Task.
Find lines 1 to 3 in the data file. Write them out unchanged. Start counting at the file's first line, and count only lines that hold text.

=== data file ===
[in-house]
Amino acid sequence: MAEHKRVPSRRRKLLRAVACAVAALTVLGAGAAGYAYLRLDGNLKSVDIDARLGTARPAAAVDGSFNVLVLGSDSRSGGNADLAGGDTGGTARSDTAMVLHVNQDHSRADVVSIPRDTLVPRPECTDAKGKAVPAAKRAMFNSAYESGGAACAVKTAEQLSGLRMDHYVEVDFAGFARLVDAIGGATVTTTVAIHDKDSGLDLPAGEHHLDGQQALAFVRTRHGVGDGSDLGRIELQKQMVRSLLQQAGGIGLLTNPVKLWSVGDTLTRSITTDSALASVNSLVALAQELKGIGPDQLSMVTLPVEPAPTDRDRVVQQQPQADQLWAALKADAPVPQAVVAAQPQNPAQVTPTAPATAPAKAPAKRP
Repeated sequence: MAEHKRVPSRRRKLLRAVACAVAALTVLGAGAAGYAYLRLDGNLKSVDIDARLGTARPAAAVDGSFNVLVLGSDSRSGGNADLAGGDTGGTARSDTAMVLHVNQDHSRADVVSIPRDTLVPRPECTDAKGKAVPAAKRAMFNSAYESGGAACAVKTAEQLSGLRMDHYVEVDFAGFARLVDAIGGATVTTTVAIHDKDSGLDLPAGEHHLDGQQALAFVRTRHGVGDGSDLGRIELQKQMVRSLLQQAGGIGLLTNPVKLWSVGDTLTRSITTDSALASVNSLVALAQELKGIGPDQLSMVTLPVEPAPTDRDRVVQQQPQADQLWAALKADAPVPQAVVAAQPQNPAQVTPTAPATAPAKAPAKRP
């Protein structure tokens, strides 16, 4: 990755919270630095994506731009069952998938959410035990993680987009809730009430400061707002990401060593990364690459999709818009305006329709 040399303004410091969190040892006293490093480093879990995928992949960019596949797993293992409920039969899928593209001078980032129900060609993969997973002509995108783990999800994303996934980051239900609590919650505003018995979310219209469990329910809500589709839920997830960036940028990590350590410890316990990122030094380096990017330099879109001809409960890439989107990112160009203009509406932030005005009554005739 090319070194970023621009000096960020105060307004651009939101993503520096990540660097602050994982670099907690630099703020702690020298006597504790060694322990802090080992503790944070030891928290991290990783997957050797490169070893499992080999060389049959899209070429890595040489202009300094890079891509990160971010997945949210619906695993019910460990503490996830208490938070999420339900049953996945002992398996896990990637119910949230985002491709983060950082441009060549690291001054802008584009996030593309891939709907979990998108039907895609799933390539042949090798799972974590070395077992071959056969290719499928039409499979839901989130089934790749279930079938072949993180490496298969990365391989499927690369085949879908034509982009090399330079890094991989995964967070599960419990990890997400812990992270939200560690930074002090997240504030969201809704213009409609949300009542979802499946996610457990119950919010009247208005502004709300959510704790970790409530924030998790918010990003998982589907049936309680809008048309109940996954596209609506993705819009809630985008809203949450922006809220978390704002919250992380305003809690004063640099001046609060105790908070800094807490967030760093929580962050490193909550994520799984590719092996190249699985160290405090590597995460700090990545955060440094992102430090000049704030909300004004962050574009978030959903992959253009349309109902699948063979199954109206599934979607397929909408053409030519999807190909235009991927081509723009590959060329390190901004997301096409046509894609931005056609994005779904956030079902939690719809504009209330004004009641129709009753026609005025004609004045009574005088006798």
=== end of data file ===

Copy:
[in-house]
Amino acid sequence: MAEHKRVPSRRRKLLRAVACAVAALTVLGAGAAGYAYLRLDGNLKSVDIDARLGTARPAAAVDGSFNVLVLGSDSRSGGNADLAGGDTGGTARSDTAMVLHVNQDHSRADVVSIPRDTLVPRPECTDAKGKAVPAAKRAMFNSAYESGGAACAVKTAEQLSGLRMDHYVEVDFAGFARLVDAIGGATVTTTVAIHDKDSGLDLPAGEHHLDGQQALAFVRTRHGVGDGSDLGRIELQKQMVRSLLQQAGGIGLLTNPVKLWSVGDTLTRSITTDSALASVNSLVALAQELKGIGPDQLSMVTLPVEPAPTDRDRVVQQQPQADQLWAALKADAPVPQAVVAAQPQNPAQVTPTAPATAPAKAPAKRP
Repeated sequence: MAEHKRVPSRRRKLLRAVACAVAALTVLGAGAAGYAYLRLDGNLKSVDIDARLGTARPAAAVDGSFNVLVLGSDSRSGGNADLAGGDTGGTARSDTAMVLHVNQDHSRADVVSIPRDTLVPRPECTDAKGKAVPAAKRAMFNSAYESGGAACAVKTAEQLSGLRMDHYVEVDFAGFARLVDAIGGATVTTTVAIHDKDSGLDLPAGEHHLDGQQALAFVRTRHGVGDGSDLGRIELQKQMVRSLLQQAGGIGLLTNPVKLWSVGDTLTRSITTDSALASVNSLVALAQELKGIGPDQLSMVTLPVEPAPTDRDRVVQQQPQADQLWAALKADAPVPQAVVAAQPQNPAQVTPTAPATAPAKAPAKRP